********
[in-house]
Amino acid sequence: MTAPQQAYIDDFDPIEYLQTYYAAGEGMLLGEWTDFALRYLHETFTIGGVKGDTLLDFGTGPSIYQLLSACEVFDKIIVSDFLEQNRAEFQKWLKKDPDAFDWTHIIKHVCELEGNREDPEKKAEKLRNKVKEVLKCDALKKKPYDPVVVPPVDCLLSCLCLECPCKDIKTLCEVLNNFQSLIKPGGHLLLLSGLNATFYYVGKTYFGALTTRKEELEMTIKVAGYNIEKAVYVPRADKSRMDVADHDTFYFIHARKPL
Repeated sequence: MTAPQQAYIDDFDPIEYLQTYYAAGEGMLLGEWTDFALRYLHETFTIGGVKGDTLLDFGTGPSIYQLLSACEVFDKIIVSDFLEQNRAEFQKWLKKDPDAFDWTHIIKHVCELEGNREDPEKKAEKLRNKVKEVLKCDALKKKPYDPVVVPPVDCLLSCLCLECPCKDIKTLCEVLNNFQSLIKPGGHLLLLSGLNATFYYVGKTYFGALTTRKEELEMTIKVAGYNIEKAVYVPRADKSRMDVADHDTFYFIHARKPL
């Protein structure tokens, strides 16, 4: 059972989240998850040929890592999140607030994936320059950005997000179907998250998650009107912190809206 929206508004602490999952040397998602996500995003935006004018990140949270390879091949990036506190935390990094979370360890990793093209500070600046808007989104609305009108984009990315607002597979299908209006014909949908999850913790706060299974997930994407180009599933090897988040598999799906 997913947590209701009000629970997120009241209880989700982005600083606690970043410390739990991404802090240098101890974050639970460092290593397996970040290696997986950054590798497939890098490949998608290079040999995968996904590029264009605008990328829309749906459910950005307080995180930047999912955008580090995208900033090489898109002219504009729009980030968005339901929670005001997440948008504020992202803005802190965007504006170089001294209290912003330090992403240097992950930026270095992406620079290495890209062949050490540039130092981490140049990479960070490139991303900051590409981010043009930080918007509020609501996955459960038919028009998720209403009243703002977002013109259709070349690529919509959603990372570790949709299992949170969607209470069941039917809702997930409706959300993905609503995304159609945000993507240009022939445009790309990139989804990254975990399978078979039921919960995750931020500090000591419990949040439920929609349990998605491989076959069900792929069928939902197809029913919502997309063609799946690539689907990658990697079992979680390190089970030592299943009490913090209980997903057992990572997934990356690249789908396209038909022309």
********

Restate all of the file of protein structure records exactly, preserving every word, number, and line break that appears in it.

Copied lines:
[in-house]
Amino acid sequence: MTAPQQAYIDDFDPIEYLQTYYAAGEGMLLGEWTDFALRYLHETFTIGGVKGDTLLDFGTGPSIYQLLSACEVFDKIIVSDFLEQNRAEFQKWLKKDPDAFDWTHIIKHVCELEGNREDPEKKAEKLRNKVKEVLKCDALKKKPYDPVVVPPVDCLLSCLCLECPCKDIKTLCEVLNNFQSLIKPGGHLLLLSGLNATFYYVGKTYFGALTTRKEELEMTIKVAGYNIEKAVYVPRADKSRMDVADHDTFYFIHARKPL
Repeated sequence: MTAPQQAYIDDFDPIEYLQTYYAAGEGMLLGEWTDFALRYLHETFTIGGVKGDTLLDFGTGPSIYQLLSACEVFDKIIVSDFLEQNRAEFQKWLKKDPDAFDWTHIIKHVCELEGNREDPEKKAEKLRNKVKEVLKCDALKKKPYDPVVVPPVDCLLSCLCLECPCKDIKTLCEVLNNFQSLIKPGGHLLLLSGLNATFYYVGKTYFGALTTRKEELEMTIKVAGYNIEKAVYVPRADKSRMDVADHDTFYFIHARKPL
């Protein structure tokens, strides 16, 4: 059972989240998850040929890592999140607030994936320059950005997000179907998250998650009107912190809206 929206508004602490999952040397998602996500995003935006004018990140949270390879091949990036506190935390990094979370360890990793093209500070600046808007989104609305009108984009990315607002597979299908209006014909949908999850913790706060299974997930994407180009599933090897988040598999799906 997913947590209701009000629970997120009241209880989700982005600083606690970043410390739990991404802090240098101890974050639970460092290593397996970040290696997986950054590798497939890098490949998608290079040999995968996904590029264009605008990328829309749906459910950005307080995180930047999912955008580090995208900033090489898109002219504009729009980030968005339901929670005001997440948008504020992202803005802190965007504006170089001294209290912003330090992403240097992950930026270095992406620079290495890209062949050490540039130092981490140049990479960070490139991303900051590409981010043009930080918007509020609501996955459960038919028009998720209403009243703002977002013109259709070349690529919509959603990372570790949709299992949170969607209470069941039917809702997930409706959300993905609503995304159609945000993507240009022939445009790309990139989804990254975990399978078979039921919960995750931020500090000591419990949040439920929609349990998605491989076959069900792929069928939902197809029913919502997309063609799946690539689907990658990697079992979680390190089970030592299943009490913090209980997903057992990572997934990356690249789908396209038909022309």